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Channelling resources

QUARRYING

Marine aggregate companies were celebrating last month when the Government gave a tentative all clear to dredging for sand and gravel in the eastern English Channel.

Paul Thompson reports

MARINE won aggregates are a touchy subject for some. Depending on which side of the sea wall you sit, they are either an essential commodity, desperately needed by the construction industry to build roads, schools and - irony of ironies - sea defence systems, or nothing more than an expensive, environmentally damaging extraction method that threatens to speed up the erosion of our coastline.

Whatever you r standpoint the fact is that af ter years of debate and study, claim and counterclaim, the Government has given a host of dredging companies the all clear to start sucking up huge quantities of sand and gravel from the English Channel.

The deposits lie in about 40 m of water on the border of English and French territorial waters midway between Beachy Head in Sussex and Dieppe in France. This is almost twice the depth of most currently dredged deposits around the British Isles and is one of the main reasons the deposit has remained untouched for so long.

So large are the eastern English Channel deposits that the d redging companies will be able to take almost 40 m illion tonnes of sand and gravel from the Channel bed over the next five years.

With the south-east and London using more than 8 million tonnes of dredged material annually the approval for licences for the commercial extraction of these deposits could not have come at a better time, particularly with demand about to shoot up because of the build programme for the 2012 Olympics.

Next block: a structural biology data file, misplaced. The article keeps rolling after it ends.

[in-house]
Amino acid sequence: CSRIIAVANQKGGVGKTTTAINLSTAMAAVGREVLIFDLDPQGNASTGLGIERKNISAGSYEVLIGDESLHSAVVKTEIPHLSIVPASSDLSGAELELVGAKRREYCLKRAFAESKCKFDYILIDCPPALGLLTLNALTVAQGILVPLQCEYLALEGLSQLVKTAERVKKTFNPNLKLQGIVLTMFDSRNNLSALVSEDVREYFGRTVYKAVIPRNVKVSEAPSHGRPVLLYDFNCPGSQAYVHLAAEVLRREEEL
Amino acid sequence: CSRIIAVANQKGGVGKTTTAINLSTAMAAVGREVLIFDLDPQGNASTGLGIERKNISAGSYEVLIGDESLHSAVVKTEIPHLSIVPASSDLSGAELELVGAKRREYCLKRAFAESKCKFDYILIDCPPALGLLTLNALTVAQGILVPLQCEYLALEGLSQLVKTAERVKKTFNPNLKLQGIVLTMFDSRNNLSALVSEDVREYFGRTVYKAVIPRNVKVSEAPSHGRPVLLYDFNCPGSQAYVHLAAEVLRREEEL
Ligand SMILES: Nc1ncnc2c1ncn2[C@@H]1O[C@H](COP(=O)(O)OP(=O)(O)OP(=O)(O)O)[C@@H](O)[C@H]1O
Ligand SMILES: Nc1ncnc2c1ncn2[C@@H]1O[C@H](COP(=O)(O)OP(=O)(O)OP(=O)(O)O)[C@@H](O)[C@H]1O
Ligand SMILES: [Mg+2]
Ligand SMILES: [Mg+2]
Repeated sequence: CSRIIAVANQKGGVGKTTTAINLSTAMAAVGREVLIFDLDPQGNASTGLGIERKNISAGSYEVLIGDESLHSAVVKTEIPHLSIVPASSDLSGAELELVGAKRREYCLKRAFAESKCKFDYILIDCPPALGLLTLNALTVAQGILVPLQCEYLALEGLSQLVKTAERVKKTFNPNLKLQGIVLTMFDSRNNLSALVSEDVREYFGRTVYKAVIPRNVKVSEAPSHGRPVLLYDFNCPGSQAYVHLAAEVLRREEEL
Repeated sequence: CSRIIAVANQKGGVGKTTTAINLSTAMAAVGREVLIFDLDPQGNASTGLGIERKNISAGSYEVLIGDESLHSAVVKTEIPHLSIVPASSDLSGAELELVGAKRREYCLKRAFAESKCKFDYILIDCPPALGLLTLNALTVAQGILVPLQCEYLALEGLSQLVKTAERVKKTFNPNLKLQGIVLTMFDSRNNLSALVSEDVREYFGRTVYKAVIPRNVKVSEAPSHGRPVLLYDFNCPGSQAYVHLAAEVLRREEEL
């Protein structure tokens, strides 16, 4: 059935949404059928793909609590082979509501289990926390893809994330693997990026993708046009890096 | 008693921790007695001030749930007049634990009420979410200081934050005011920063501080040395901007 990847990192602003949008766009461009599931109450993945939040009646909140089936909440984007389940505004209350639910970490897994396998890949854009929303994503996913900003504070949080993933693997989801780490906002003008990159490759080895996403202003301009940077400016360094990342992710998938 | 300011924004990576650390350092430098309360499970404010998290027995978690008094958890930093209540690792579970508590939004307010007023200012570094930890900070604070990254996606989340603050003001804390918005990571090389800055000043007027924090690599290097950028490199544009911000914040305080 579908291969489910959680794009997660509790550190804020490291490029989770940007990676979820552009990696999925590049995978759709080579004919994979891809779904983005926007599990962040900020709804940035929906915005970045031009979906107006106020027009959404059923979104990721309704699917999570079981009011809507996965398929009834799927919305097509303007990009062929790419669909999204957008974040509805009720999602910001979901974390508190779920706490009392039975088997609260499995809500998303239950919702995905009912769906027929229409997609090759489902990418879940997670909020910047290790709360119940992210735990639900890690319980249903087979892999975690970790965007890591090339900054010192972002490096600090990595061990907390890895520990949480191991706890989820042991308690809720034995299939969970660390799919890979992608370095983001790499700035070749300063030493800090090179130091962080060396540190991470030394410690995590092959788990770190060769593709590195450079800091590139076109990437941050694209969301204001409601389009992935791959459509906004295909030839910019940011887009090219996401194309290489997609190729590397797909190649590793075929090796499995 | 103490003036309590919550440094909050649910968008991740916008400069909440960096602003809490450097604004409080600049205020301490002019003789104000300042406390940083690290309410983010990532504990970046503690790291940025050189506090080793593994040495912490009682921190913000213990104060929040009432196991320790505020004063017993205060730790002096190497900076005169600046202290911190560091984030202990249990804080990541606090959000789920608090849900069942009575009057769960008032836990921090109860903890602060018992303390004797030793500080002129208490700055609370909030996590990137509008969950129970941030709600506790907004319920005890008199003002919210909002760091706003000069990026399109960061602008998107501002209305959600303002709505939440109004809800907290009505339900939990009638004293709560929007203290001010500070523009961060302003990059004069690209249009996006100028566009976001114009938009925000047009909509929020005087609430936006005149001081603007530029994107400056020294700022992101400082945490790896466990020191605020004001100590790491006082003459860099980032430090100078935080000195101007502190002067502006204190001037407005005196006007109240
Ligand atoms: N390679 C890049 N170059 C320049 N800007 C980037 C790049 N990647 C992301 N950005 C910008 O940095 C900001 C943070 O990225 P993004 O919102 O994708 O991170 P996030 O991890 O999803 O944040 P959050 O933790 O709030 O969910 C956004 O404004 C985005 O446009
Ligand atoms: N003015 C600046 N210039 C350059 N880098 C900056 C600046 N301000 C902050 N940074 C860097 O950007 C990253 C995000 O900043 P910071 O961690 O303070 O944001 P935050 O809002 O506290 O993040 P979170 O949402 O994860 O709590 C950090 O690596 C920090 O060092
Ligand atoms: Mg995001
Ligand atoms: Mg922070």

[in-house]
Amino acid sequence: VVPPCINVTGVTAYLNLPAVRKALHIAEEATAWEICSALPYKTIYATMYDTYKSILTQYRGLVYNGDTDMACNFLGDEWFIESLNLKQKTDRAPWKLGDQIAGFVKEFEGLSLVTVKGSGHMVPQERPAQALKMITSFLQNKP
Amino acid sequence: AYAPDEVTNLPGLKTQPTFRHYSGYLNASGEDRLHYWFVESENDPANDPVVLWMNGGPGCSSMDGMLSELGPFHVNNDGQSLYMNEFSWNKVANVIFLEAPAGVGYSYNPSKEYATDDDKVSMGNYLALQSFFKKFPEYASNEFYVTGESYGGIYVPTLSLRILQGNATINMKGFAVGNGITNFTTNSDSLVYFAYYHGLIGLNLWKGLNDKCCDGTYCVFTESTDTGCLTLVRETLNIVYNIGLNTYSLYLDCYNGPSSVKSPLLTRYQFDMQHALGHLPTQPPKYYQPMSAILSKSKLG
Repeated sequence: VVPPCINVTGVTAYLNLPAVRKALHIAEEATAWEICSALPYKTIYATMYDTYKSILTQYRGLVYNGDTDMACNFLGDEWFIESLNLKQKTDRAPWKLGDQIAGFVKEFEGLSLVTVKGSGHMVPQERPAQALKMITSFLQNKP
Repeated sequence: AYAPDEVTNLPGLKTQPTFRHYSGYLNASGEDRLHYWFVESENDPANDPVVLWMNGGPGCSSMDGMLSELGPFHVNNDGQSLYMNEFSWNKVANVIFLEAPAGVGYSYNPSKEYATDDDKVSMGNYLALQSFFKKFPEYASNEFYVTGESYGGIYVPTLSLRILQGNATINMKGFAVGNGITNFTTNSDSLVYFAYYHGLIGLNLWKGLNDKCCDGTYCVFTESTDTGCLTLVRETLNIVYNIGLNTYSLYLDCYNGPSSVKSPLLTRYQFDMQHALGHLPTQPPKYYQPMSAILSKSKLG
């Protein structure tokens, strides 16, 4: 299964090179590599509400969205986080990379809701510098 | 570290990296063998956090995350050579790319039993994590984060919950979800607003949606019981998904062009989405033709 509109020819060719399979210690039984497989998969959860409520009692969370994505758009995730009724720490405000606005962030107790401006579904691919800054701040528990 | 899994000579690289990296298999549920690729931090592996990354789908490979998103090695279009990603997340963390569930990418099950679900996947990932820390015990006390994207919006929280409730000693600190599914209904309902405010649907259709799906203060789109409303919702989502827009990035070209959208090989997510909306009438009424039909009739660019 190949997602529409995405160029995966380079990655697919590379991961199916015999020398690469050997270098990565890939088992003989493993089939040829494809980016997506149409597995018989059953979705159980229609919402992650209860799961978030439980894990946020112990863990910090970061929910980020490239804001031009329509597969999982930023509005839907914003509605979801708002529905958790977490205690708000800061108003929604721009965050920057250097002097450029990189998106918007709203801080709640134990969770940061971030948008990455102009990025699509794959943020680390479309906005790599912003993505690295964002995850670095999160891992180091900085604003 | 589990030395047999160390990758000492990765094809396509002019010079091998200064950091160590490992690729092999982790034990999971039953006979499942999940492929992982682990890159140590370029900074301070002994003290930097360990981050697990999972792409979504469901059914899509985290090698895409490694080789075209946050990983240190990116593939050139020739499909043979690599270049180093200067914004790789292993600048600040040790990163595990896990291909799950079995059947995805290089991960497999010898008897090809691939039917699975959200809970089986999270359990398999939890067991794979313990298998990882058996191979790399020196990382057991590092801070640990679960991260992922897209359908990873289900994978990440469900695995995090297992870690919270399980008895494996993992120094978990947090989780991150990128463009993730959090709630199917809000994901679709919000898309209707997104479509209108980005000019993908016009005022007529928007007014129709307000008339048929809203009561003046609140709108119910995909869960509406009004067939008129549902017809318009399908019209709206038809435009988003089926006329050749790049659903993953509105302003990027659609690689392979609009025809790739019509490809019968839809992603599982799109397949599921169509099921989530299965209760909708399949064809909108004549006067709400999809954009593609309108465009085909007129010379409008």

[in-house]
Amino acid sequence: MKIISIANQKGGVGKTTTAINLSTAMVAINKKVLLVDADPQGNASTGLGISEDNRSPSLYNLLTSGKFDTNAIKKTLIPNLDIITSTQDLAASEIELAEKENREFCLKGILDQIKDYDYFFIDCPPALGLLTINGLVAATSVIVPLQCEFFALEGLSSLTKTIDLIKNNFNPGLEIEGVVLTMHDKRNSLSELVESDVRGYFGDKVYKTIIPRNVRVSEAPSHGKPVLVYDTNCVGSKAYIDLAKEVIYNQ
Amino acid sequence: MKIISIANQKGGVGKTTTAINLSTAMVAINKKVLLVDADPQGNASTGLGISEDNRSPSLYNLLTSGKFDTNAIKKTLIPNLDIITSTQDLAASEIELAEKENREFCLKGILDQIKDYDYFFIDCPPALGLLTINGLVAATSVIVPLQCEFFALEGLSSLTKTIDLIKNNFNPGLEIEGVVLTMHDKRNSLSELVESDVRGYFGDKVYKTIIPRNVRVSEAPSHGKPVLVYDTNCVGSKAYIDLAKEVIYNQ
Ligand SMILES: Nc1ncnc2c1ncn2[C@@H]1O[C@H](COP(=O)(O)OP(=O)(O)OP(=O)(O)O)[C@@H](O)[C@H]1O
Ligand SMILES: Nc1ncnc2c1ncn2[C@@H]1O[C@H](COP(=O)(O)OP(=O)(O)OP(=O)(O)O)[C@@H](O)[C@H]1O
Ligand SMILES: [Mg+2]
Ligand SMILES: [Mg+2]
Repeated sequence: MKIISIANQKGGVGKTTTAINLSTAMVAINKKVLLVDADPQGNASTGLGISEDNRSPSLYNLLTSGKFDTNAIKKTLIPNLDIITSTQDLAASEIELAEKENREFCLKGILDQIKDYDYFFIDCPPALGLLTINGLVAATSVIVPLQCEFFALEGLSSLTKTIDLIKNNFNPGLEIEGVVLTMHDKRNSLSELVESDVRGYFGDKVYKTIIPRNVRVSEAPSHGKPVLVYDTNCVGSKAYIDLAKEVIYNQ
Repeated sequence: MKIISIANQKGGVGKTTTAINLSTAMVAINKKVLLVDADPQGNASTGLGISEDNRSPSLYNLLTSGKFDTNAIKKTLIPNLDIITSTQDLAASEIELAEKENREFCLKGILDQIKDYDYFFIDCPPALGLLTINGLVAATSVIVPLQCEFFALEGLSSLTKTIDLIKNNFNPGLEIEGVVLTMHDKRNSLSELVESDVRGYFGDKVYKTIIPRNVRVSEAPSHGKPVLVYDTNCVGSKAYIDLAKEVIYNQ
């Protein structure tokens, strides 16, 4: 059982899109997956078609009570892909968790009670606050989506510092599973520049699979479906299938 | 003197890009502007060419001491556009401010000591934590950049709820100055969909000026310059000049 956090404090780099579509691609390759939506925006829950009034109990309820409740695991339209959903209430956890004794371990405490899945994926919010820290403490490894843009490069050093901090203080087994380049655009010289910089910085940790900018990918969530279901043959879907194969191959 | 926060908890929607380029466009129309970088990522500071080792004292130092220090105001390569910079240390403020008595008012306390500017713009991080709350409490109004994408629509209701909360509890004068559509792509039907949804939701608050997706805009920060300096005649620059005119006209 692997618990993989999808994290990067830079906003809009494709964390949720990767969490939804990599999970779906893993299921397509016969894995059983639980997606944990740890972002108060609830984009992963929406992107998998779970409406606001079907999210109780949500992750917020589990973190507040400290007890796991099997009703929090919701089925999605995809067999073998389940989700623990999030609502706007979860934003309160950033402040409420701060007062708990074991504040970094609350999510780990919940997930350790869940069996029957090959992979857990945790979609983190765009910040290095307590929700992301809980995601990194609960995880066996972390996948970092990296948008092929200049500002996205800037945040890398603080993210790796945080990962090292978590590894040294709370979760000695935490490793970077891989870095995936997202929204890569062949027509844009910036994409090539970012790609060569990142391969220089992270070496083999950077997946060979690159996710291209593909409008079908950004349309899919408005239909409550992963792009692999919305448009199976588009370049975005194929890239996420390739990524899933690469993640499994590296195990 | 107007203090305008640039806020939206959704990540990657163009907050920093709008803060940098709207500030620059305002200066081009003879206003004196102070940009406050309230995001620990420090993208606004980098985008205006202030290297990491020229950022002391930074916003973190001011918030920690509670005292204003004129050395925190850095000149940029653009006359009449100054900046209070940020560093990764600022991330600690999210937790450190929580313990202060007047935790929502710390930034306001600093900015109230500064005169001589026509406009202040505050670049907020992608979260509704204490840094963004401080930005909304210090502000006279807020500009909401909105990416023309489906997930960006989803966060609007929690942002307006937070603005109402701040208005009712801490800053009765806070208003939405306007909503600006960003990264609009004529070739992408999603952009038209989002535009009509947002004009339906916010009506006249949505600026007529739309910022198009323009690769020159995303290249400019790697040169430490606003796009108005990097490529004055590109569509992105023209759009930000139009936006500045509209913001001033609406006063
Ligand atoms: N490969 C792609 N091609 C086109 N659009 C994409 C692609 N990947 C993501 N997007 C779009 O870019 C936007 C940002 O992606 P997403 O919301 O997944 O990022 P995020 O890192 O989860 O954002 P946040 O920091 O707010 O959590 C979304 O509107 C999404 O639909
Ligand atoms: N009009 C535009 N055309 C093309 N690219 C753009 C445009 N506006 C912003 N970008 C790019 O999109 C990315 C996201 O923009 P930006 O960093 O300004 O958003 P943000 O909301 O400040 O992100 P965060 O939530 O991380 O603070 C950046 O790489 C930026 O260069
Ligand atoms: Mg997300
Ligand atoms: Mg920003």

Ian Selby, operat ions director at Hanson Marine, says: 'Much of the material would be delivered directly into ports and wharves in London and the south-east. This brings a huge environmental benefit by reducing lorry traffic on already busy roads as well as supporting Government development plans by providing valuable construction material to a region fast running out of resources.'

The companies involved will now carry out final surveys of the deposits to plot working arrangements before applying to the Crown Estate, which manages the sea bed around the country, for final licences.

These should be granted within the year, according to the Crown Estate.

But the continued battle to dredge the sea bed of the English Channel has served up some stiff resistance from environmental campaigners in the past.

In 2004 the Leeds and Norwich offices of marine aggregate producer RMC (now Cemex UK) were attacked by anti-marine dredging activists who daubed slogans over walls and glued locks shut.

Now, the Crown Estate is trying to encourage companies to give up their rights to extract material from smaller, environmentally important sites in an effort to reduce the area of sea bed held by extractors.

As a result of this encouragement, and the promise of the right to harvest the eastern Channel beds, Hanson Mar ine gave up its ext ract ion rights last month to a 8.25 sq km area of sea bed off Maplin Sands in the Thames Estuary and a further 5 sq km section of the Channel near the Isle of Wight. The move was welcomed by environmentalists.

'We are pleased to see Hanson returning these licences and we encourage other marine aggregate companies and sea bed developers to take this responsible attitude towards their redevelopment plans, ' says Ian Reach, marine operations advisor at English Nature.

Whatever happens, by allowing the eastern English Channel beds to be worked, the Government has guaranteed the future for marinewon aggregates in the English Channel.